Wednesday, March 17, 2010

The Pot Calling the Kettle Yellow and Montreal Smoked Meats

Despite all the buzz around Mile End, the first time I heard about this small deli located the Boerum Hill neighborhood of Brooklyn was when Chief suggested it for lunch before attending an Orientation to the Profession class presented by the good people at the Second Judicial Department. A three-hour class discussing legal ethics sounded about as much fun as attending a family reunion; mandatory, awkward and extremely boring with only the promise of good grub to help you through the excruciating pain. I kid, I kid! I don't despise my extended family that much, but the metaphor serves its purpose by emphasizing how good food can make a dull experience into an otherwise tolerable one. I've visited Montreal before, albeit only briefly, but was able to eat Montreal bagels and poutine so I was eager to see how this deli imported from Montreal stacked up.

After looking up user reviews on Yelp I noticed that Mile End stood out for two reasons: bagels shipped daily from St-Viateur and Montreal-style Smoked Meats, which, according to said reviews sells out daily by 4 p.m. Though the plan was for Chief and I to meet a little before noon, as the restaurant is small, I arrived early and due to the rain decided to wait inside with a cup of coffee. While Mile End may be famous for the bagels and smoked meat I took a seat at an empty table as much of the counter was occupied by regulars who were chatting with the staff over plates of Mish-Mash: eggs, scrambled with salami (smoked in-house) with onions and greens, and those delicious Montreal bagels. Maybe it was the hockey pictures that lined the bathroom walls or maybe it was New Pornographers playing on the stereo that reminded you that you were in no ordinary New York deli; rather you were in a Montreal deli located in New York. I was happy to discover that the coffee served at Mile End is Stumptown Coffee and ordered a cup as I leisurely read the menu.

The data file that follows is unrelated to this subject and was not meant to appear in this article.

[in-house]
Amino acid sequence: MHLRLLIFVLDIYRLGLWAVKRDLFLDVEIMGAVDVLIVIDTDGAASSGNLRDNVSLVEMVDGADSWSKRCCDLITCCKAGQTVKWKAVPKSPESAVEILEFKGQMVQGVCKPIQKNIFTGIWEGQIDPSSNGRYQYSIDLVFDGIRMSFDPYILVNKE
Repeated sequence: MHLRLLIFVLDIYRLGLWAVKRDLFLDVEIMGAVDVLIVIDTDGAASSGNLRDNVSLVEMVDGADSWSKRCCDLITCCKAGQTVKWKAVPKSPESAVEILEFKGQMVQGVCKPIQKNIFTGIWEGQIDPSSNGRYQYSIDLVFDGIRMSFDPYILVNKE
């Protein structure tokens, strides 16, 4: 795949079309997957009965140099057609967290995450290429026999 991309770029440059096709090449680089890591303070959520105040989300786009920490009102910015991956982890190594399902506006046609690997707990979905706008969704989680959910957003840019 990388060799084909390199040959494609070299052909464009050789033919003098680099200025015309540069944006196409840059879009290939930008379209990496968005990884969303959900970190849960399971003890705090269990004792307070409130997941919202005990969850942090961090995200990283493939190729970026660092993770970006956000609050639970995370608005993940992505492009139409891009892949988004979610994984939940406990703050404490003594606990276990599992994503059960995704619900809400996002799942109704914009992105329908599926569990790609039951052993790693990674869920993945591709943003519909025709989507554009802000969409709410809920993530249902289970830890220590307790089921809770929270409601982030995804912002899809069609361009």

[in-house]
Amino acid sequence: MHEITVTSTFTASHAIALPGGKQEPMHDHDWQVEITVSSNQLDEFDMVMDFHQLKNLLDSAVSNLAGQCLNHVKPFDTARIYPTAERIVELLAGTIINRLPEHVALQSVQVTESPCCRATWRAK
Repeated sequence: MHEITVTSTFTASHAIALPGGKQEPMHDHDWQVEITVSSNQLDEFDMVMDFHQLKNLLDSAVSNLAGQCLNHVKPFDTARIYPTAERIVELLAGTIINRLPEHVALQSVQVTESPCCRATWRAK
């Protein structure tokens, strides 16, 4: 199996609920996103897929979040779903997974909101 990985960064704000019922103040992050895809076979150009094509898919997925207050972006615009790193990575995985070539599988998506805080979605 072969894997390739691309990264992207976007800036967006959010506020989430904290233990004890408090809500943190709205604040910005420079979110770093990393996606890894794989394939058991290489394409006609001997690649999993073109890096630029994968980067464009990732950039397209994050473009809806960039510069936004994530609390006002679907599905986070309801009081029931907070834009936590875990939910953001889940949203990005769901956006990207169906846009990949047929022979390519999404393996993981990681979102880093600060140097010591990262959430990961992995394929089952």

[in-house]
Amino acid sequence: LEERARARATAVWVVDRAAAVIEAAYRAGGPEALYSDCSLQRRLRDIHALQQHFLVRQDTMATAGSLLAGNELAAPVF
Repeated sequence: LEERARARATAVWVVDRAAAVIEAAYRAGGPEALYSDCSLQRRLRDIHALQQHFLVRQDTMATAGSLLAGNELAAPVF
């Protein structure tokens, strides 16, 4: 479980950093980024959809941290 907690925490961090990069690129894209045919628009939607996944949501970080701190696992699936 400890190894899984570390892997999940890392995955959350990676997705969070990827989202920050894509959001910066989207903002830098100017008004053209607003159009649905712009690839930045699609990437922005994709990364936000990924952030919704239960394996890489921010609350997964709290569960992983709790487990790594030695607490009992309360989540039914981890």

Chief arrived before noon but we were notified that the Smoked Meats wouldn't be served until after noon and not a moment before. In the meantime we split an open-faced Beauty, lox on a bagel with cream cheese, tomato, red onion and capers. Pretty typical from a deli that describes itself as a Montreal Jewish delicatessen, but like the decor, it was the details that separated this deli from others. We need to start with the bagel itself; shipped overnight from St-Viateur Bagel in Montreal these bagels are smaller, denser and sweeter compared to New York bagels. According to Wikipedia they are hand-rolled, par-boiled in malt-infused water and baked in a wood-burning oven before being doused with sesame seeds. Lightly toasted the bagel was split and given a smear of Ben's all-natural Lower East Side cream cheese before being topped with lox; made from wild King Salmon that has been cured for three days, cold smoked over Olive wood and hand-sliced upon order. My first bite reminded me of the bagels I ate in Montreal...showing no ill effects from the overnight shipping. Sweet and chewy the bagel tasted great when combined with the smooth cream cheese, smoky lox and vegetable accouterments. Better than Russ and Daughters? From a traditionalist point-of-view, probably not, but the Beauty lived up to its name and was a great starter.